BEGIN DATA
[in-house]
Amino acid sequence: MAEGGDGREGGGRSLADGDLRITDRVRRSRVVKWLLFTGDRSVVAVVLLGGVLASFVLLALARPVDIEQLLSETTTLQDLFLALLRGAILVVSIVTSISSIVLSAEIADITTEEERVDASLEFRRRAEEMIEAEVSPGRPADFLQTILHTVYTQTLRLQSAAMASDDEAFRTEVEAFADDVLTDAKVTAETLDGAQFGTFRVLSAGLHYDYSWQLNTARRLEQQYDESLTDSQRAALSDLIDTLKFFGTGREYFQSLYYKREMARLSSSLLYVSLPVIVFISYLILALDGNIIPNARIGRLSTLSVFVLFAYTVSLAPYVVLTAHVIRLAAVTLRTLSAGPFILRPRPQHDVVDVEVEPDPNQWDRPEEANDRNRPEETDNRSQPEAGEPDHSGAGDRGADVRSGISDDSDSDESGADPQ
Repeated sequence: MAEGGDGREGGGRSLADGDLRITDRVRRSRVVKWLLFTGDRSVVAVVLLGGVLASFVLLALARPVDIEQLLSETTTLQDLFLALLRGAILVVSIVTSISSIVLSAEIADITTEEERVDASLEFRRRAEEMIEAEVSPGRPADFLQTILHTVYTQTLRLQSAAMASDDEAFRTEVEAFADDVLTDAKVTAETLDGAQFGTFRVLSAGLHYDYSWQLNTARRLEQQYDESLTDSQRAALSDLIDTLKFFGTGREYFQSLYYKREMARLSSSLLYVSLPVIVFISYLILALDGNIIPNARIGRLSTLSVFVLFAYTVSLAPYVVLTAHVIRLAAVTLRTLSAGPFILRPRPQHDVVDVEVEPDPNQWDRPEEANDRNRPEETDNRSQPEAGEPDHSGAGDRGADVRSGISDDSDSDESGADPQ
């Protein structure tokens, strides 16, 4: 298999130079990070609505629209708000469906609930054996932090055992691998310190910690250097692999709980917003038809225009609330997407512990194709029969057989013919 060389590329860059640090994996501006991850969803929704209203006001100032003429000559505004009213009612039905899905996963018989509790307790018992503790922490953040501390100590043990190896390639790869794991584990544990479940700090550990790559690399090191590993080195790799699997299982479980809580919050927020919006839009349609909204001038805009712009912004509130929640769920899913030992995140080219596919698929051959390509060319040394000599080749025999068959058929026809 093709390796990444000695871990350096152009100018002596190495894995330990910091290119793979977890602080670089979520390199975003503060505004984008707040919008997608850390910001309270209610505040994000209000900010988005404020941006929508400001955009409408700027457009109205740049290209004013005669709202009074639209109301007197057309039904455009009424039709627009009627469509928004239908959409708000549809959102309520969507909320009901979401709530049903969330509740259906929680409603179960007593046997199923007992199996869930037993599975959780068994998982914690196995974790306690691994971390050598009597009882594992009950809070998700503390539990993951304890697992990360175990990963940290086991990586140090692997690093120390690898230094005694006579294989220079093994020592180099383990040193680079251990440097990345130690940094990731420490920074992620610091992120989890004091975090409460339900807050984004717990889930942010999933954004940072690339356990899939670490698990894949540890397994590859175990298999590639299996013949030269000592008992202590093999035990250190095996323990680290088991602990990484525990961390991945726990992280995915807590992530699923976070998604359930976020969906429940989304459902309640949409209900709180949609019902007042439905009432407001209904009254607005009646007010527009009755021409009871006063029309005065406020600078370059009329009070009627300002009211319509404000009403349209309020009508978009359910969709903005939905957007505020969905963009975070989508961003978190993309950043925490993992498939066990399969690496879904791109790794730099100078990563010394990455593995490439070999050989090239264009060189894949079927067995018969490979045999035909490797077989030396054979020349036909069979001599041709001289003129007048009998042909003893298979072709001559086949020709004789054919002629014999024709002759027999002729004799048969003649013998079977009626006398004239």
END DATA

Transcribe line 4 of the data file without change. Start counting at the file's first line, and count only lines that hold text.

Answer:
């Protein structure tokens, strides 16, 4: 298999130079990070609505629209708000469906609930054996932090055992691998310190910690250097692999709980917003038809225009609330997407512990194709029969057989013919 060389590329860059640090994996501006991850969803929704209203006001100032003429000559505004009213009612039905899905996963018989509790307790018992503790922490953040501390100590043990190896390639790869794991584990544990479940700090550990790559690399090191590993080195790799699997299982479980809580919050927020919006839009349609909204001038805009712009912004509130929640769920899913030992995140080219596919698929051959390509060319040394000599080749025999068959058929026809 093709390796990444000695871990350096152009100018002596190495894995330990910091290119793979977890602080670089979520390199975003503060505004984008707040919008997608850390910001309270209610505040994000209000900010988005404020941006929508400001955009409408700027457009109205740049290209004013005669709202009074639209109301007197057309039904455009009424039709627009009627469509928004239908959409708000549809959102309520969507909320009901979401709530049903969330509740259906929680409603179960007593046997199923007992199996869930037993599975959780068994998982914690196995974790306690691994971390050598009597009882594992009950809070998700503390539990993951304890697992990360175990990963940290086991990586140090692997690093120390690898230094005694006579294989220079093994020592180099383990040193680079251990440097990345130690940094990731420490920074992620610091992120989890004091975090409460339900807050984004717990889930942010999933954004940072690339356990899939670490698990894949540890397994590859175990298999590639299996013949030269000592008992202590093999035990250190095996323990680290088991602990990484525990961390991945726990992280995915807590992530699923976070998604359930976020969906429940989304459902309640949409209900709180949609019902007042439905009432407001209904009254607005009646007010527009009755021409009871006063029309005065406020600078370059009329009070009627300002009211319509404000009403349209309020009508978009359910969709903005939905957007505020969905963009975070989508961003978190993309950043925490993992498939066990399969690496879904791109790794730099100078990563010394990455593995490439070999050989090239264009060189894949079927067995018969490979045999035909490797077989030396054979020349036909069979001599041709001289003129007048009998042909003893298979072709001559086949020709004789054919002629014999024709002759027999002729004799048969003649013998079977009626006398004239």